3.  Let’s say I’m now at the bottom of the stack and it’s my turn to come in for a landing. As a pilot, what do I do?

Tom: When at the bottom of the stack, pilots are, what we call, “hawking the deck,” which means that they are still circling, but have a keen eye on the flight deck to watch for the last aircraft to be shot off the catapult. As soon as this last aircraft clears the catapult, our pilots have about a minute until the deck will be ready for them to catch the wire, or trap as we call it. A good flight lead will have his section or division of aircraft approaching the stern of the ship for the “break” to land as soon as the last plane leaves the deck.

When at the stern, or back of the boat, pilots are at 800 feet in right echelon. When it’s time for them to land, the lead aircraft will break and his wingmen will break about 17 seconds afterwards. This will allow for the perfect 45 second interval between all landing aircraft. Once a pilot is downwind and heading toward the stern of the boat, they can descend to 600 feet. At this point, the pilot is 1.2 to 1.3 miles from the back of the ship and should have their gear down, flaps full down and arresting hook down. This is the start to a perfect approach.

Once in position, our pilots will start their left-hand descending turn to line up with the landing area on the boat. This is no easy task because the boat is always moving away from them, so beginning the turn at the back of the ship sets them up for a nice start to their landing. The second challenge is that the runway is on an eight degree angle to the left from the line the boat is traveling on. This slight angle means our pilots are constantly correcting for line-up as they’re coming down the chute.

Once lined up with the landing area, pilots use the data on their cockpit displays and a tool called the Fresnel Lens, or “ball,” on the deck of the ship to guide them to the wire. The Fresnel Lens is simply an amber light centered between two horizontal rows of green lights that lets each pilot know where they are on the glide slope at all times during the descent. If the “ball” is above the horizontal row of green lights, the pilot’s aircraft is high. If the ball is below the green lights, they are approaching low. If the ball shows red, the pilot is really low and could be in danger of hitting the boat, known as a ramp-strike. This is definitely not good.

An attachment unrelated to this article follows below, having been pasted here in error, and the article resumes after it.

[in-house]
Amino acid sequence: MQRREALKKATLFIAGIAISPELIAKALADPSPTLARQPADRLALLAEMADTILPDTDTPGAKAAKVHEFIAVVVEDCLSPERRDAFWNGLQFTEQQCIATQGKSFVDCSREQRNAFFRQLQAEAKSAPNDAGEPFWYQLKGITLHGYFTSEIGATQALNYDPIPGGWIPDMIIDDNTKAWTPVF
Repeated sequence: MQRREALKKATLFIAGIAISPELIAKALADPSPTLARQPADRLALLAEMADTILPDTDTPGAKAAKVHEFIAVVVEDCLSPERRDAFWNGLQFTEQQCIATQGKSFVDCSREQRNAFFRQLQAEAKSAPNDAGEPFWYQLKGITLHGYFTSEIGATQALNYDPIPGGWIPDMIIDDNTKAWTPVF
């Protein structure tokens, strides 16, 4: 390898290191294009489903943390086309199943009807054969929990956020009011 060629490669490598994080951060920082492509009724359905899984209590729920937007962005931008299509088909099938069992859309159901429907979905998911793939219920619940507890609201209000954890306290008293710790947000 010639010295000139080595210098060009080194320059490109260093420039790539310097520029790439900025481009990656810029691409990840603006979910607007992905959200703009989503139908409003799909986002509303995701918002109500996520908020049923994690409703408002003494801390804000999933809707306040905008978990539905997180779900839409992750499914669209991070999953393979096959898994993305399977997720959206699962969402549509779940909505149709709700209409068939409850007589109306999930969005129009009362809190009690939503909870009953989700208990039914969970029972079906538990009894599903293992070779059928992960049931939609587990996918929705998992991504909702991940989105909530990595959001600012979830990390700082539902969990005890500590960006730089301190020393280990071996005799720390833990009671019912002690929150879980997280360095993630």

As a second line of defense, all landings are monitored by a team of Landing Signal Officer’s (LSO) that are stationed just to the left of the landing area to watch every landing and grade that landing for safety. All LSOs are also pilots themselves. If there is trouble with an approach, the LSO will come on the radio and tell the pilot to add power, check his line-up, or wave-off if they’re making an unsafe approach. Ideally, if a pilot has a good start, flies a smooth approach, constantly corrects line-up, and keeps the ball in the middle of the lens they’ll be rewarded by catching a three- wire, which is considered excellent in terms of landings.

There are four arresting wires stretched across the deck and the Fresnel Lens is usually adjusted for the pilots to target the three-wire. This means that the pilot snags three of the four wires with their arresting hook when landing. Once a pilot’s wheels touch down on the flight deck, they instantly go to full power on their throttles. That may seem counter-intuitive, but if you miss the wire and you pull the throttle to idle you’re going to be going swimming because the plane will not have the power to get airborne again. If they do miss the wires and go to full power they’ll be fine. This maneuver is called a “bolter.”

Once a pilot has successfully caught the wire and gone to full power, they’re going from about 145knts to 0knts in two seconds. It’s pretty eye-opening. Once they’re safely in the wire, one of the taxi directors will tell the pilot to throttle back and raise your hook. The pilot then quickly taxis out of the landing area because the next plane is probably already in the landing groove. Every 45 seconds this will happen until the recovery is over, then these planes will be turned around, refueled and made ready for the next launch.